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Draper Slope Stability Assessment Q&A

Who conducted the slope stability report and why was it completed?

The report was conducted by Thurber Engineering Ltd., (Thurber) a company with local experience and expertise in this specific area.

The report was prompted by resident concerns raised to the Municipality about the stability of the slopes in this area in the wake of the 2016 wildfire.

The scope of work for the Thurber Engineering 2017 assessment was to undertake a geotechnical study to summarize existing information and provide a preliminary assessment of the overall stability in this area.

How did you decide on the scope of this report?

The scope of this report was determined using data collected in a 1999 report completed by Terracon Geotechnique Ltd. That data was used to determine which areas required exploration.

Because the community of Draper consists primarily of Crown Land and Private Land, Thurber did not always have direct access to much of the prescribed area. Thurber obtained access to some of the private land thanks to the collaboration and cooperation of those land owners.

Why is this report only being issued now?

Following the 2016 wildfire, a slope stability assessment was completed for the Urban Service Area of Fort McMurray, with additional specific studies being completed for areas that were rebuilding after the fire. Draper had previously undergone a slope stability assessment (1999), which indicates that residents impacted by the slope must complete a lot-specific geotechnical assessment. When residents asked for a post-wildfire assessment, the Municipality completed it in June 2017.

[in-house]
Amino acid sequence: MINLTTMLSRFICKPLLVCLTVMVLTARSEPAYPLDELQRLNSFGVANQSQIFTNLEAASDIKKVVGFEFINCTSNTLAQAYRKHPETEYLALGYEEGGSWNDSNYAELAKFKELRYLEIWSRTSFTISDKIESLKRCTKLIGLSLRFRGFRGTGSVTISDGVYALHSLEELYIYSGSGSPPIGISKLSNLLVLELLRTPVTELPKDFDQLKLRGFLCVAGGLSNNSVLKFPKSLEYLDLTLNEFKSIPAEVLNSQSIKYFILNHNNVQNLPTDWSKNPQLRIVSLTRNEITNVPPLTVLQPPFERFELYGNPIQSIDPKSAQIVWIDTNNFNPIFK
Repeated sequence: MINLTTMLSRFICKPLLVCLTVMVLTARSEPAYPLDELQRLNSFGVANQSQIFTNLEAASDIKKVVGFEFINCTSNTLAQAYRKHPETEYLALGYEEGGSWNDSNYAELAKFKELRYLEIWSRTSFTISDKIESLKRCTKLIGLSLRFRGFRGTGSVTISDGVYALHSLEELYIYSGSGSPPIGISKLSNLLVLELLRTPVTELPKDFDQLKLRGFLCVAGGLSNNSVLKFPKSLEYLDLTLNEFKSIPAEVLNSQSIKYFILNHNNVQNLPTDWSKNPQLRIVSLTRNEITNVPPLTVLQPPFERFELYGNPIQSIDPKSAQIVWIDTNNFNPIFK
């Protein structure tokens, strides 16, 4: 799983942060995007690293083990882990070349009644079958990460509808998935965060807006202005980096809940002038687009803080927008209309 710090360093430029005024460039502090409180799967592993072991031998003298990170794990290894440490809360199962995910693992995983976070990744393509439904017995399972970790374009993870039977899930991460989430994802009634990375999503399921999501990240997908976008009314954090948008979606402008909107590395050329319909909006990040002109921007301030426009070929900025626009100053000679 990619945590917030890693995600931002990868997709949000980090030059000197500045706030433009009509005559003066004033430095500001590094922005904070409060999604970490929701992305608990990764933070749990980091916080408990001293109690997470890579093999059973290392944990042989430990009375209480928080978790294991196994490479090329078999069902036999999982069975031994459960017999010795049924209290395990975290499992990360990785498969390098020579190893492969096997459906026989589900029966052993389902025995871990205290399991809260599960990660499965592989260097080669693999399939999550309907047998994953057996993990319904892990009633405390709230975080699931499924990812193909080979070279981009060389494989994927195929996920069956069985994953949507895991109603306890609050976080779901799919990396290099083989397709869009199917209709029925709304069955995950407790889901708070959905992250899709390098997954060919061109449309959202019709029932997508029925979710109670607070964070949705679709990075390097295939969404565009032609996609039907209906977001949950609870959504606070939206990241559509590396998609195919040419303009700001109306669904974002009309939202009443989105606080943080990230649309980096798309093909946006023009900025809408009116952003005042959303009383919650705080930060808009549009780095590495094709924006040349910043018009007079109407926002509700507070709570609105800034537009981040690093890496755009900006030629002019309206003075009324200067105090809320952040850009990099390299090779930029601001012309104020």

The assessment included the review of existing maps and materials, aerial surveying and photographs and site reconnaissance followed by analysis of findings. That process takes time.

What are the implications for homeowners rebuilding in Draper?

There are five properties that were both affected by the wildfire and impacted by the results of the Draper Slope Stability Assessment.

In order to be issued the development permit required to rebuild, the owners of those properties will be required to have completed a lot-specific geotechnical assessment that must: must:

  • Assess whether the site is suitable for the proposed development from a slope stability perspective;
  • Identify any hazardous conditions that may impact proposed development; and
  • Undertake a detailed quantitative (i.e. slope stability analysis) and qualitative slope stability assessments to evaluate
    • the impact of construction on the stability of existing slopes and adjacent developments,
    • the impact of any slope instability issues on the proposed development and public safety, and
    • potential mitigation measures to protect public and infrastructure from any hazardous conditions.

Lot-specific geotechnical assessments have been a requirement for all new development since 1999.

Property owners who have concerns about slope stability related to the rebuild of their home are encouraged to contact the Planning and Development Department by email at planningdevelopment@rmwb.ca or by phone at 780-799-8695.

Have you contacted the property owners who are directly impacted by this report?

The Municipality has engaged with 12 property owners connected to eight properties within the community of Draper and will continue to work with them to ensure they understand what is required in order to rebuild their homes.